The electricity regulator has delivered a strong signal to Eskom that it is not open to steep tariff increases in future and that the power utility must look at shutting inefficient power stations and cutting its head count and capital spending to tailor its cost base to lower sales volumes.
The National Energy Regulator of SA (Nersa), which in mid-December granted Eskom a 5.2% tariff increase for 2018-19 instead of the 19.9% Eskom had applied for, has published the reasons for its decision on the tariffs on its website, painting a picture of inefficiency, inaccurate forecasting and cost overruns at Eskom.
Eskom’s most recent five-year multiyear price determination from Nersa (MYPD3) expires on March 31 and the power utility was supposed to submit an application for a further five-year determination, but in 2016 asked Nersa for a one-year interim tariff increase, ahead of the five-year application, which must be submitted later in 2018.
Eskom has also put in regulatory clearing account applications totalling R60bn to cover it for lower-than-expected sales and higher-than-expected costs during the middle three years of the MYPD3 period, which, if Nersa granted them, would mean extra revenue in coming years. But Nersa’s stern response to the one-year application suggests it will be less than forgiving of the regulatory clearing account applications.
Eskom’s tariff troubles contributed to the liquidity crisis it faced when investors and bankers withdrew from lending to the utility after its auditors qualified its 2016-17 financial statements last July.
The installation of a credible new board and acting CEO in February helped to reassure lenders, with Eskom announcing on February 28 that it had raised R20bn in short-term credit from a syndicate of seven local and international banks.
Analysts have cautioned that Eskom will need a thorough restructuring of its business model if it is to be sustainable.
In its reasons for its decision, Nersa warns of a "utility death spiral", saying Eskom’s continued increase in tariffs has caused lower electricity consumption, leading to a vicious cycle in which the utility has been trying to recover the same costs from a shrinking customer base, prompting further demands for tariff increases.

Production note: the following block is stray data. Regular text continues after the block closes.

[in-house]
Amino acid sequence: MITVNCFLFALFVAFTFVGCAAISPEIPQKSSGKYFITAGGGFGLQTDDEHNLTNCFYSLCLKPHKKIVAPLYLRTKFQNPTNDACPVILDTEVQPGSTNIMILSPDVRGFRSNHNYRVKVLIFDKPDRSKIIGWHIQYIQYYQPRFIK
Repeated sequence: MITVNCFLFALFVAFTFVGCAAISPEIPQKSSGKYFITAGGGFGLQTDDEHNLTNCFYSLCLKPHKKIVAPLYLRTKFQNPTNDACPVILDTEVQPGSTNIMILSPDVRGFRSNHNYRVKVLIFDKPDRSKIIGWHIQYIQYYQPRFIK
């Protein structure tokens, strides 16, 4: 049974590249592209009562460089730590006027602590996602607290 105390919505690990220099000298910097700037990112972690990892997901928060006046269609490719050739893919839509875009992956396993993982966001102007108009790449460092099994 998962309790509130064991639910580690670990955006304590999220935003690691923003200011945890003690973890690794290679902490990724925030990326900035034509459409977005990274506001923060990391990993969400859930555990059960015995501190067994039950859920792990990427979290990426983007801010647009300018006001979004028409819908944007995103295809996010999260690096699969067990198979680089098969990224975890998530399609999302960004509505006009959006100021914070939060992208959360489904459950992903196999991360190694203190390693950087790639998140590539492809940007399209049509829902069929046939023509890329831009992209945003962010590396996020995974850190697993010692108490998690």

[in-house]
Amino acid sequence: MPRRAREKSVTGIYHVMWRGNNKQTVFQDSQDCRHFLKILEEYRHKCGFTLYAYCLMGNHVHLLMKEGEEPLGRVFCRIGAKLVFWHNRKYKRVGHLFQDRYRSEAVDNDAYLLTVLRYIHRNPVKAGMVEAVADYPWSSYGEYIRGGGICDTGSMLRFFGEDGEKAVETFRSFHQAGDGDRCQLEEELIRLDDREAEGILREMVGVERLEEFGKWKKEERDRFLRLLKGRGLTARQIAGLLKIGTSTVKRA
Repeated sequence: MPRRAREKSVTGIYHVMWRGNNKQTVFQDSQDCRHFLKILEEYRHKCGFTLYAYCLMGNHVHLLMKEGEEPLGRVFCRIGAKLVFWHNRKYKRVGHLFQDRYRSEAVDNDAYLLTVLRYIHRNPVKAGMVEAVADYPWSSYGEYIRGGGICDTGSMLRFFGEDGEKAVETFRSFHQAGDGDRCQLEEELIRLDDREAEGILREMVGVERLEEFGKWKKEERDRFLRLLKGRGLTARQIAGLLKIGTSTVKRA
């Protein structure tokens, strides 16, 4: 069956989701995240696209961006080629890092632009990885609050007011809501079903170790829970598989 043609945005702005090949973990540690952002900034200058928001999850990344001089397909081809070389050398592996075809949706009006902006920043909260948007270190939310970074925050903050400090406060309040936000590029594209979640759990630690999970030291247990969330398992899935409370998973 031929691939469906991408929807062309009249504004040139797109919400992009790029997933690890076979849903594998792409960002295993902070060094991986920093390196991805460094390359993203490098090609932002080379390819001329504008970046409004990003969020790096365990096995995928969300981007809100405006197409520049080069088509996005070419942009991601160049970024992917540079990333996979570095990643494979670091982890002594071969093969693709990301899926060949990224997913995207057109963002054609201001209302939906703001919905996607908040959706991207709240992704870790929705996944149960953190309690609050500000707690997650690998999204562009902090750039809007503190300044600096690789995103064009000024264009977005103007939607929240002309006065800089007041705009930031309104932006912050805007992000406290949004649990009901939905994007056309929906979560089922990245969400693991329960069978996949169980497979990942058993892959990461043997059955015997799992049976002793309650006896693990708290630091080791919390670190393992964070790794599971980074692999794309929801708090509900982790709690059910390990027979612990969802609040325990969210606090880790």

"In order to break the vicious cycle, Eskom needs to reduce its costs (including its fixed-cost base) … while growing its sales," Nersa stated.
It pointed to a consistent trend of Eskom overestimating its sales volumes and made it clear that with an conservatively estimated 4,000MW of surplus generating capacity in 2018, Eskom must look at shutting down its most expensive coal-fired station, Arnot.
Eskom has already stopped making use of some units at Hendrina, another of its old power stations.
In its tariff determination, Nersa slashed R20bn off the amount that Eskom had requested for primary energy costs, including R10bn off its coal costs, with benchmarks for coal pricing indicating that the increase in Eskom’s coal costs during the MYPD3 period had been too high. Eskom had also included in its application the costs of renewable energy producers with whom it has not yet signed power purchasing agreements.
Nersa cut R11bn off the revenue that Eskom had applied for to cover its operating costs, reducing the sums allowed for staff and maintenance costs as well as for corporate overheads. Nersa said its own bench-marking study had found that Eskom had more than 6,000 excess employees, at an extra cost of R3.8bn.
It noted that Eskom had overspent an average 44% on incentive bonuses over the MYPD3 period, relative to what Nersa had allowed, despite declining sales and low profits.
"In reaching its decision, Nersa considered Eskom’s unwillingness to implement stringent measures to contain its costs," the regulator said.
"In the light of this, Nersa has adjusted expenditure taking this into consideration."
The regulator also took a close look at the cost overruns in Eskom’s new build programme and disallowed the entire R72bn of historical cost overruns incurred during the MYPD3 period, based on international cost benchmarks.
"These costs were tested for efficiency and prudency and it was concluded that they were inefficiently incurred," said Nersa, though it would allow Eskom to try to prove to it that the overruns were prudent.
Nersa had calculated that the 19.9% tariff increase that Eskom had asked for would have added 1.5 percentage points to consumer price inflation and would have reduced the economic growth rate by 0.35 percentage points.